In the mid-1790s, William O’Keefe was producing prints in London lampooning George III and his Prime Minister, William Pitt the Younger (left). I haven’t been able to find out much about him, but according to Kenneth Baker’s book George III: a Life in Caricature, he was Irish.
In 1822 a talented painter called John Doyle, son of a Dublin silk merchant, moved to London to exhibit his paintings. Five years later, lithographically printed cartoons of the political figures of the day began to appear monthly under the signature HB (right). HB’s caricatures were restrained, realistic likenesses, his humour genteel and sophisticated, and his identity a closely guarded secret. By 1940 John Doyle was living in Hyde Park and mixing with the fashionable literati, but it wasn’t until 1943 that he outed himself as HB in a letter to Robert Peel. He continued to produce his prints, and at the height of his popularity The Times published indexes of his cartoons for collectors, until he finally retired in 1849. His reputation had faded as his humour had got gentler, but his influence was felt on his son Richard and other illustrators like Sir John Tenniel, of Alice in Wonderland fame, who established the style that would make Punch magazine such a hit.
Back in Ireland in the 1840s, Daniel O’Connell and the Young Irelanders’ campaign to repeal the Act of Union and re-establish the Irish parliament was in full swing, but fell on deaf ears in Belfast. His attempt to address his supporters there in 1841 was disrupted by supporters of the Presbyterian orator Henry Cooke, and the occasion degenerated into a riot. The event was recorded in a book, The Repealer Repulsed, by one of Cooke’s supporters, the Prebyterian poet William McComb, which contained a number of cartoons (example left), some of which were inspired by HB’s anti-Repeal prints. McComb is the earliest northern cartoonist I have yet encountered.
Another anti-O’Connell Irish cartoonist was R. J. Hamerton, a native of County Longford who moved to London, went native and drew for Punch from 1842 to 1848, sometimes under the pseudonym “Shallaballa”. He depicted O’Connell as a would-be king oppressing his subjects, and as an ogre growing fat on the Irish “pisantry”. He also, in common with many English cartoonists of the time, depicted Irish people in an ape-like manner (if you do any research on cartooning and Ireland, you’ll find that the English simian stereotype of the Irish is by far the most common subject of study).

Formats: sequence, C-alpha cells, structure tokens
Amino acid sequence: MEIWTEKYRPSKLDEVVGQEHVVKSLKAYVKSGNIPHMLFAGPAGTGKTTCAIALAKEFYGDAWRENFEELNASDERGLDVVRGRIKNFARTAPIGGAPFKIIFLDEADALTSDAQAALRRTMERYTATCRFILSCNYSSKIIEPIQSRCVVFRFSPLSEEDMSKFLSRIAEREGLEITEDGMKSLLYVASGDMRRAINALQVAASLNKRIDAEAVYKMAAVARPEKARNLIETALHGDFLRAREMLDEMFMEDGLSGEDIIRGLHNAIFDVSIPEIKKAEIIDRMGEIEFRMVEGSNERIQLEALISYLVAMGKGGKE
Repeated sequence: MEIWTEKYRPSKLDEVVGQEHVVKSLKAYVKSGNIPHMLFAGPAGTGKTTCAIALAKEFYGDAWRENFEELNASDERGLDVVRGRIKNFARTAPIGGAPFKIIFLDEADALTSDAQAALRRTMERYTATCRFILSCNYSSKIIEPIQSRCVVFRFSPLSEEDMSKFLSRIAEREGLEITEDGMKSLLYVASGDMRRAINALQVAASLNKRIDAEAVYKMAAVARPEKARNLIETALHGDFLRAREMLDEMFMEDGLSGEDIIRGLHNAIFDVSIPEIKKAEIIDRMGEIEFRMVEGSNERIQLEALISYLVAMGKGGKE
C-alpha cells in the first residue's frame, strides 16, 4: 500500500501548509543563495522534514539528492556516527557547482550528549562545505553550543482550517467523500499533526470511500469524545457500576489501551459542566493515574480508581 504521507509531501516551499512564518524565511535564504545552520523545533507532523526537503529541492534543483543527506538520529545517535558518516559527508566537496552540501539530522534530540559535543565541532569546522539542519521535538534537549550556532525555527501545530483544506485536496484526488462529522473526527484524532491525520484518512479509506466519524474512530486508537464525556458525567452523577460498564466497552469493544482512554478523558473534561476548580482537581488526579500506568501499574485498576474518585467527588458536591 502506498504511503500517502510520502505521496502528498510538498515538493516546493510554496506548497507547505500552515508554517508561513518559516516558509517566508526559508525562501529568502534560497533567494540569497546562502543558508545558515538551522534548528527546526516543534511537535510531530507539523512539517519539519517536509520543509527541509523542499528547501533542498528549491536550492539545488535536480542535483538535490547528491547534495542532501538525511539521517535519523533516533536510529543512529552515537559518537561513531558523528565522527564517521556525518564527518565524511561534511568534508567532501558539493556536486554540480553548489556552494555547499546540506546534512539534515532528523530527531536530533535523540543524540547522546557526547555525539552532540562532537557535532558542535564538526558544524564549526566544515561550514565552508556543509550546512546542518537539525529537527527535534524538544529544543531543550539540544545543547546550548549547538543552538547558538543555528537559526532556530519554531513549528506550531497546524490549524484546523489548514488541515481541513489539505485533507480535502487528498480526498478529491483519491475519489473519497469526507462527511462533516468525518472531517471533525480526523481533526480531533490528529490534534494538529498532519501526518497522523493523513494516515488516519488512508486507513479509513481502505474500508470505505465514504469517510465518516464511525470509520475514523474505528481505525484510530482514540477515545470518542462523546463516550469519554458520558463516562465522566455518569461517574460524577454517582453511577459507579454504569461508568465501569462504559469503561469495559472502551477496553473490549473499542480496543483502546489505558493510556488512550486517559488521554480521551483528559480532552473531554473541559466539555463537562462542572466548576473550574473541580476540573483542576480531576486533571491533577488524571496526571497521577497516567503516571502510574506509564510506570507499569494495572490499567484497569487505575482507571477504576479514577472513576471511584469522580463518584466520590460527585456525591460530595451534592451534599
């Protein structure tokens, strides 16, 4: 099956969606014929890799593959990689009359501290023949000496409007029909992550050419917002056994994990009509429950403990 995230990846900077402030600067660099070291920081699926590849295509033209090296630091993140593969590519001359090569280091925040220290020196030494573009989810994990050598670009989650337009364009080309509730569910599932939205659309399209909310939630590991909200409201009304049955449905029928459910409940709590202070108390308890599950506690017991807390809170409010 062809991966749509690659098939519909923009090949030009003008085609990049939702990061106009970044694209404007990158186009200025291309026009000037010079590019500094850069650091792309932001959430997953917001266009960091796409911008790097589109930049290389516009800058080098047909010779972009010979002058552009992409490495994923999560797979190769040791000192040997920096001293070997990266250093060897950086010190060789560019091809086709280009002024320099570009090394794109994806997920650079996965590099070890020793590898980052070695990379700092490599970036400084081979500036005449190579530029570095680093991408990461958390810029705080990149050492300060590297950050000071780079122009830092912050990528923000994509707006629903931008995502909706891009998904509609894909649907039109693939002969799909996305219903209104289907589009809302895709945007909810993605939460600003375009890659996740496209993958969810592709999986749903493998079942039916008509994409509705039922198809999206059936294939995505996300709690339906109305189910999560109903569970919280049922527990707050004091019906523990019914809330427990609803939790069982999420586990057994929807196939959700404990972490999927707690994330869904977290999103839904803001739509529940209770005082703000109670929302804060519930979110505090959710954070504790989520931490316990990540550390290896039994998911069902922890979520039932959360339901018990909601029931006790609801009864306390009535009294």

The Repeal movement continued to grow, until 1843 when O’Connell cancelled a “monster meeting” at Clontarf for fear of government violence, and was arrested for subversion. In 1844 a cartoonist going by the name of William Tell published a series of twelve cartoons called “Hints & Hits” in support of O’Connell. The example right shows O’Connell as a new St. Patrick, driving undesireable creatures from Ireland. Who this William Tell was we’ll probably never know. Whether it was a pseudonym or his real name, sharing your name with a legend makes you impossible to Google. You’d think he’d have thought of that.
The Weekly News was founded in Dublin in 1860 by the future nationalist MP A. M. Sullivan. It carried cartoons, many critical of the British authorities, often anonymous, but including formative early work by John Fergus O’Hea (left; for an example of his mature work, see top), son of a Cork barrister who was once O’Connell’s secretary, and probably the most important Irish cartoonist of the period. Sullivan was a relatively moderate nationalist who opposed the militancy of the Fenian Brotherhood, who were then carrying out bombing campaigns, but there wasn’t much more tolerance for political dissent in Ireland than there was in Cox’s day, and in 1968 he was jailed for publishing an article which protested against the execution in Manchester of three Fenians who had killed a policeman while springing some of their comrades from a prison van.
In the 1870s O’Hea was at the centre of a boom in humorous magazines published in Dublin. The first was Zozimus, launched in 1870, named after a popular ballad singer of the early 19th century and modelled on English magazines like Punch. It was primarily edited by Richard Dowling, O’Hea was chief artist, and it also featured cartoons from Harry Furniss and Wallis Mackay. O’Hea’s first cover depicted the singer Zozimus chasing the emblem characters of Punch,Judy, Fun and The Tomahawk out of Ireland, but after it folded in 1872, O’Hea moved to London to draw forThe Tomahawk.
In 1874 he was back in Dublin, and he and Dowling founded a new magazine, Ireland’s Eye. Every issue featured a caricature of a notable person by O’Hea, under the pen-name “Spex”, and was published in two editions: with the caricature in colour, for 6d, and with the caricature in black and white for 3d. When it folded in 1876, Dowling founded Yorick, with cartoons by Furniss, but it only lasted a few months. O’Hea and editor Edwin Hamilton relaunched Zozimus as Zoz, which lasted until 1879, after which they launched another magazine, Pat, which lasted for four years and also featured cartoons by Thomas Fitzpatrick, grandfather of the 1970s Irish fantasy artist Jim Fitzpatrick.